Now, of course, the funny thing is in my day job I use nothing but Microsoft software. I basically live in Windows and (and this may reflect my new status as a project managery kind of guy) Excel.

In fact, this is something I'm trying to think about more. Excel is a truly great piece of software; it's Microsoft's masterpiece. Word is an OK Word Processor. Access is A.N.Other database. Powerpoint is ... well frankly let's not go there.

But Excel is wonderful. It's the universal, "Swiss Army" desktop solution with dozens of little functional "blades". Want a "to-do" list? Excel. Want a status report? Excel? Want to do some calculations? Excel. Want to do some basic string processing? I write VBA macros for the same kinds of simple data crunching that I'd use Perl for in Unix. Want to make a couple of graphs and charts? Excel. Want to mock up some forms? Want to make tables of data and sort and filter them? You guessed it ...

And not only does Excel does all this, it makes it all pretty intuitive. Have a look at how they do Pivot Tables for an example of something pretty slick.

No-one else is even close. Not Google's online spreadsheet. Not Open Office's attempts at catching up. Not WikiCalc. Microsoft's advantage with Excel is undisputed. It's all theirs to throw away.

And what sucks most about Excel? The fact that people are always mailing spreadsheets around to each other and they have trouble keeping a single, up-to-date copy between them. What they need is Excel socialized. And where's socialized Excel? Caught up in turf-wars and lost behind a bunch of vague, confusing products like "SharePoint" and technologies like Excel Services.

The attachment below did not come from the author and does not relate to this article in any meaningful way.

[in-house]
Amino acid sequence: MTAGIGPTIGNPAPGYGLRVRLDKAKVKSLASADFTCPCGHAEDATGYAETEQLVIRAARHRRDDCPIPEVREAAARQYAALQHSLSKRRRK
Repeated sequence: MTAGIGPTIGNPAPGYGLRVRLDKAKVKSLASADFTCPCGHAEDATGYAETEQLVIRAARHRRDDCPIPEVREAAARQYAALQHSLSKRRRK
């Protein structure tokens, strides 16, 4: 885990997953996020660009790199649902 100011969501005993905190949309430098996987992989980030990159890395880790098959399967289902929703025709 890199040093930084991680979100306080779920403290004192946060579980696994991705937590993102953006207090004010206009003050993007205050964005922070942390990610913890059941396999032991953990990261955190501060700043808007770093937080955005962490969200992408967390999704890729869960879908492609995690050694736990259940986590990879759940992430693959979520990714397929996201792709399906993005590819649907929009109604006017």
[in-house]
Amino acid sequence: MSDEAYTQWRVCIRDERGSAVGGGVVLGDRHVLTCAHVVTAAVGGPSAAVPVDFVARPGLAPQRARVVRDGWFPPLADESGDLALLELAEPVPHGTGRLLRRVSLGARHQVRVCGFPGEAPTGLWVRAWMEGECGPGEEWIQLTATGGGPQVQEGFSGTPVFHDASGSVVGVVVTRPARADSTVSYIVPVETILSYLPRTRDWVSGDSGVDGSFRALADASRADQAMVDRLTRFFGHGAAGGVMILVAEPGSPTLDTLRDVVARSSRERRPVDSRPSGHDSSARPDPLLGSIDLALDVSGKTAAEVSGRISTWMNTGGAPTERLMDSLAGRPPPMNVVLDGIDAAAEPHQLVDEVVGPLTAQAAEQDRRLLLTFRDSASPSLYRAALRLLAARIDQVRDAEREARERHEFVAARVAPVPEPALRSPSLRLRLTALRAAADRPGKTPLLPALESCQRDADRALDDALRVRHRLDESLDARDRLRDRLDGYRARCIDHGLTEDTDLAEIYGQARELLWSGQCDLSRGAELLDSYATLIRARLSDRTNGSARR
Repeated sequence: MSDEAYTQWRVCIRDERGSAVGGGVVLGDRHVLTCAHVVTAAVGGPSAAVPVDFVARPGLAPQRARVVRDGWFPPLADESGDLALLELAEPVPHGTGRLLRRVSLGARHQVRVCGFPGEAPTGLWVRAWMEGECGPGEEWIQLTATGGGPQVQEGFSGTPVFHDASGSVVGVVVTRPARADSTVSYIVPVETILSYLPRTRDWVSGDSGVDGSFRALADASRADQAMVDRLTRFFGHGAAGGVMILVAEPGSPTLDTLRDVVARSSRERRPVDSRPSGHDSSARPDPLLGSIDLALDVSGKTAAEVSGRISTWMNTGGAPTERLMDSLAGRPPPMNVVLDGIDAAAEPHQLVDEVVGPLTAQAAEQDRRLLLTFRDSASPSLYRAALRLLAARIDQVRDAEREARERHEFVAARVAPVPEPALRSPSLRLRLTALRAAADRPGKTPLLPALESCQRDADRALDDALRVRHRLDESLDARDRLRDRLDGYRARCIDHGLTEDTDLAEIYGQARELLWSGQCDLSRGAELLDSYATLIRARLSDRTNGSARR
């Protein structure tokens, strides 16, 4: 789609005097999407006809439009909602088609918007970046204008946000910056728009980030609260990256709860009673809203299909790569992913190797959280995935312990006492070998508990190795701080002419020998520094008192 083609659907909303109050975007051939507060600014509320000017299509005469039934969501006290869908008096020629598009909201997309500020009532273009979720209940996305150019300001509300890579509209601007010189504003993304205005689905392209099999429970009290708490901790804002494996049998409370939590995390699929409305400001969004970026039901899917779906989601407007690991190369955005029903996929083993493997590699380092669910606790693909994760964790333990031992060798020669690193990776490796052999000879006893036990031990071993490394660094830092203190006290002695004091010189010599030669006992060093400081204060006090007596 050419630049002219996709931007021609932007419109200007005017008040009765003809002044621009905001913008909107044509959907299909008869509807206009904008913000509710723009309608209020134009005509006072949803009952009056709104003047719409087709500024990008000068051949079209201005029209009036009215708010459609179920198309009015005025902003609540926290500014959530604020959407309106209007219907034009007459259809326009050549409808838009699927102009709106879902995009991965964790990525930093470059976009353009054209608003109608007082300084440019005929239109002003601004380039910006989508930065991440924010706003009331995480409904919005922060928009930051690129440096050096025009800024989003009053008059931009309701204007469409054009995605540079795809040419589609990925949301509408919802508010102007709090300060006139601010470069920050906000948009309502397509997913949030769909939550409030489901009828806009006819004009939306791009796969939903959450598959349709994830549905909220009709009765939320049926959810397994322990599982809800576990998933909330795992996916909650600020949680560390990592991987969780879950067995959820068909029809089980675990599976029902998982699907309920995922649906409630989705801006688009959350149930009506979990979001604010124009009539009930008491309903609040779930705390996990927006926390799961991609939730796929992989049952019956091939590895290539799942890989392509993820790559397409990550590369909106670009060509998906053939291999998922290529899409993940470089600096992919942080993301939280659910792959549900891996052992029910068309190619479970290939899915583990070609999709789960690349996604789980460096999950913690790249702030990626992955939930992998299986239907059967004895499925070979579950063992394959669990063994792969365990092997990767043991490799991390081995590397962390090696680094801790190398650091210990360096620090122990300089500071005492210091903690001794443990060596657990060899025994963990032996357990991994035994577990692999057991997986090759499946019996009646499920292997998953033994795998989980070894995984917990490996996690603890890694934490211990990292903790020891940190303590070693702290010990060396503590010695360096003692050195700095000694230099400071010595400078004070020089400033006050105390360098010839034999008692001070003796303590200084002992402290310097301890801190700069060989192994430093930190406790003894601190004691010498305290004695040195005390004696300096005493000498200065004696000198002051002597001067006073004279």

Now, if I ran Microsoft, and I was worried about Microsoft being dead, I'd be making the most I could of Excel : pumping money and smart people and advertising into it, setting up skunk-works, hiring clever explainers to get simple messages out, as loudly and clearly as possible.

In particular I'd have :

  • Excel Studio : a complete development environment for people to build new applications on top of the Excel engine or to compile spreadsheet-based prototypes into other pieces of software.

  • A Social Excel : the Excel client would allow many people to work on a shared spreadsheet either via a central web-server, LAN server, or simply sync. multiple users together over P2P (imagine something like a Skype call working on one spreadsheet.)

  • Excel Live : a free, central web-based server to set up groups sharing the same spreadsheet with (obviously) Wiki-like (WikiCalc-like) hyper-linking between spreadsheets

  • Excel Express : a completely free-as-in-beer cut-down version of Excel that anyone could download and use to work on a shared spreadsheet. I'd want Excel Express to be as easily available and viral as Skype or Pando.

99% of the world's "semi-structured" data is not in Microformats but in tables in spreadsheets. And, Microsoft pretty much own that. But there's a huge demand (and opportunity) to put it all on the internet. Like I say, this is Microsoft's platform to lose.